Prescription pills and work, a dangerous mix?

Professor Ann Roche, Director of the National Centre for Education and Training on Addiction
Professor Ann Roche, Director of the National Centre for Education and Training on Addiction

Flinders University researchers are exploring the potential problems associated with prescribed opioid use in the South Australian workforce.

Professor Ann Roche, Director of the Flinders-based National Centre for Education and Training on Addiction, has been awarded a SafeWork SA grant to investigate the relationship between prescribed S8 opioids, workplace injury and the ability to return to work after a work-related accident.

Opioids, such as oxycodone and fentanyl, are powerful and highly addictive painkillers.

Professor Roche said the two-step study aims to determine whether workers who use prescribed opioids are more susceptible to workplace injury; and if opioids impact a person’s ability to return to the workforce following a WorkCover claim.

“There’s been an exponential increase in prescribed opioids in Australia in last 10 years,” Professor Roche, based in the Faculty of Medicine, Nursing and Health Sciences, said.

“The increase in prescribed opioids is not necessarily a problem but the research shows it’s associated with a high level of adverse outcomes, including addiction, tolerance, fatal and non-fatal overdose,” she said.

“There’s good evidence from overseas studies to suggest that opioid use in the workforce can lead to injury, and that opioid use while on WorkCover can impair a worker’s ability to return work, but our study is the first of its kind in Australia to quantify that relationship.”

Using data linkage techniques provided through SA-NT DataLink (a linkage service enabling research and analysis of de-identified data from multiple databases), the study will look at the patterns of prescribed opioid use in SA over a 10 year period. Researchers will then compare user profiles with a range of other data to identify links between opioid use and injury, and other adverse outcomes.

As opioids depress the central nervous system, which can impair functionality, Professor Roche said she expects the findings will correlate with international research.

“Opioids can impair your ability to stand and walk. They also affect your hand/eye coordination and your ability to act quickly and think clearly.

“This does not make for a good combination while working, particularly if you are operating heavy machinery or engaging in manual labour.”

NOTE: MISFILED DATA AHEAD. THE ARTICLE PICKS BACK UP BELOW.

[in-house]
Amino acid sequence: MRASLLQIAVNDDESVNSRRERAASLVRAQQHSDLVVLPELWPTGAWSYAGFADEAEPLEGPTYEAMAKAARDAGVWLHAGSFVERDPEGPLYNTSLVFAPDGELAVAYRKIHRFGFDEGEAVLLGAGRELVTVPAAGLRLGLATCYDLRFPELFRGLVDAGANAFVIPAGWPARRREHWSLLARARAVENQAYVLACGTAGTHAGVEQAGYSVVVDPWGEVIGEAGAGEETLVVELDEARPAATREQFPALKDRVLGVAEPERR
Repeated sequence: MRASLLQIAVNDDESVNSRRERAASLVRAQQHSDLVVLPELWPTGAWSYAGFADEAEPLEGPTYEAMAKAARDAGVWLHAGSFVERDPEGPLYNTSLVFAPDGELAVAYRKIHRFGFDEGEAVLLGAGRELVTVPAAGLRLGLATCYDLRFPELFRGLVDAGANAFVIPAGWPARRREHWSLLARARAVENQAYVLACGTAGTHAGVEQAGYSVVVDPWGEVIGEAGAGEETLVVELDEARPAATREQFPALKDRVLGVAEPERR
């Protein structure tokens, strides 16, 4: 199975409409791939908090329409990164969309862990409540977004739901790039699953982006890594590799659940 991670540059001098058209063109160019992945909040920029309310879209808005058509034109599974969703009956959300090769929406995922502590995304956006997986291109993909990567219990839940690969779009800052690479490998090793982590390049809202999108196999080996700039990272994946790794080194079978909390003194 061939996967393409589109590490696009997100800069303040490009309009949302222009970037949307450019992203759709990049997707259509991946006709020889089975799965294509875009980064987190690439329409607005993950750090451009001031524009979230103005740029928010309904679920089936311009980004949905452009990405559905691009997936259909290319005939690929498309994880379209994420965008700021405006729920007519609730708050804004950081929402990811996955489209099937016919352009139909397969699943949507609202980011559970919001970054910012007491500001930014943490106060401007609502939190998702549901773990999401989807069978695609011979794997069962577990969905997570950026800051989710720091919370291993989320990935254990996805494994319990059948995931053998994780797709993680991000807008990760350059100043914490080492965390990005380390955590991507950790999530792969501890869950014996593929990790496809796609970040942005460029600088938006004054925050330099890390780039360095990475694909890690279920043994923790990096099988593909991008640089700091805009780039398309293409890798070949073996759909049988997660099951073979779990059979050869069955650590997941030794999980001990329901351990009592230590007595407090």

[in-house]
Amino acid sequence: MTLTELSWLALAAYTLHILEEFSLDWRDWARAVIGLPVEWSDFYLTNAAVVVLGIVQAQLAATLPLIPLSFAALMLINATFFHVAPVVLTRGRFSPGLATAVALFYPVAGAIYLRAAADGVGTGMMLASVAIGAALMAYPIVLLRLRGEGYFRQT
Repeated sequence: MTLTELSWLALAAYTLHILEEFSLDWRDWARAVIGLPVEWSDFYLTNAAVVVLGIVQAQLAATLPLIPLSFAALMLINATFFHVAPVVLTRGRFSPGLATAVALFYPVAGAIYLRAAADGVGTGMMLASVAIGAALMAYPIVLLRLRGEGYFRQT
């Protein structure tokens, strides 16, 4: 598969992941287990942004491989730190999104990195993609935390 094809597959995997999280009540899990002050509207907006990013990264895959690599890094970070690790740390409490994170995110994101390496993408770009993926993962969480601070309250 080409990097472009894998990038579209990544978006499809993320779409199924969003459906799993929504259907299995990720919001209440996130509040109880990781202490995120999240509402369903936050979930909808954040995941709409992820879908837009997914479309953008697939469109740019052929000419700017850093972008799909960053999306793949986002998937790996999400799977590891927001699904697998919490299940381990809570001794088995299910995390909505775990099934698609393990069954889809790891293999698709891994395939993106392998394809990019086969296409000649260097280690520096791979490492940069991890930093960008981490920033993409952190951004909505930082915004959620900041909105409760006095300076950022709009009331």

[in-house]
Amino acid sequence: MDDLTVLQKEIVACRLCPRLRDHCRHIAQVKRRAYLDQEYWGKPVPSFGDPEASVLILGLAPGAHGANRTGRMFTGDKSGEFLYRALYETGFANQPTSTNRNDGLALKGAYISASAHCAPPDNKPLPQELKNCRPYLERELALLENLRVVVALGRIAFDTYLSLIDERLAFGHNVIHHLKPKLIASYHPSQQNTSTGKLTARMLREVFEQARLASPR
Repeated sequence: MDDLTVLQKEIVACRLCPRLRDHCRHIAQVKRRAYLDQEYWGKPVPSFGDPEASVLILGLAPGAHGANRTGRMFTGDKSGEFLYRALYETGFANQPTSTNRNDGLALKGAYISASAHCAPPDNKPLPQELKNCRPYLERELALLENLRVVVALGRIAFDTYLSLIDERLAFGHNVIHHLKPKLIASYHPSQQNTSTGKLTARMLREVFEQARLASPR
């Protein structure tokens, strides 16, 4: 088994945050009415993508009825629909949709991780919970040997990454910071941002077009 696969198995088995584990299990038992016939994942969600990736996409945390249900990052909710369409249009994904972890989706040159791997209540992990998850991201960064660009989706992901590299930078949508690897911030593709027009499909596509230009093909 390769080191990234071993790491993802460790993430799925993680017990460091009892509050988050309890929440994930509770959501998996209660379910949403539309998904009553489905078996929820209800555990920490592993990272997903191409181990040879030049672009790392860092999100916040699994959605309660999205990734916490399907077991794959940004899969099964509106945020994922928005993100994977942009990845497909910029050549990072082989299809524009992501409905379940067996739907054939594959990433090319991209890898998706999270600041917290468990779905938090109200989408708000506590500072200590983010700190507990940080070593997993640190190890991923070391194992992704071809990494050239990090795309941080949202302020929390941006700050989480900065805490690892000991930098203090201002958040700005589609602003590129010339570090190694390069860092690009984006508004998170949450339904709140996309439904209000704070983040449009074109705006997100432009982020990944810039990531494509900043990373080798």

Professor Roche said Australia’s reliance on prescription painkillers has increased significantly in the past decade, and will continue to rise with an ageing population.

“In the ‘90s if you went into hospital for a standard procedure you might stay for a week or so but lots of procedures are now done with keyhole surgery, so people are usually in hospital for 24 to 48 hours and often discharged with large amounts of prescription painkillers – and repeat prescriptions.

“Shorter hospital stays with earlier discharge also contribute to increased use of opioids for chronic non-cancer pain.

“Not only can people build up a tolerance to opioids, they can become dependent on them too because they produce a euphoric feeling which contributes to dependence. Also, one tablet can sell for $80 on the street so it’s not uncommon for people to engage in what we call ‘use a bit, sell a bit’.

“The problem is likely to get worse because we have an ageing population; so there’s going to be more hip and knee replacements, more incidences of rheumatoid arthritis and other conditions that require short and long term pain relief.”

Adding another layer to the complex issue, Professor Roche said there is no real-time electronic patient prescription record in Australia, therefore a patient could source multiple scripts from multiple GPs without the prescriber knowing the patient is receiving multiple scripts.

“In Australia it’s easy to go to several different doctors because there’s no way each doctor will know what’s already been prescribed.

“Doctors can also find it difficult to say no when someone comes to them seeking pain relief because they see it as their duty to help. Some are also not sure what else they can offer to help.”

Professor Roche said the research findings will be used to inform best practice policy on Australia’s use of prescription painkillers.

“We’re not trying to stop people from having access to medication; we’re trying to identify when there is an increased risk of harm, and the people who are particularly vulnerable, so we can develop alternative treatment strategies that produce the best possible outcome.”

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3 thoughts on “Prescription pills and work, a dangerous mix?

  1. I would be interested to hear of this study’s findings and any other findings that relate to the use of prescription drugs by our motorists. It is assumed that this may be an issue now that will become a greater concern as our population ages. One of our regional community road safety groups has highlighted this and is concerned about the education of users when it comes to the management of prescription medicines and its impact on drivers of all ages.

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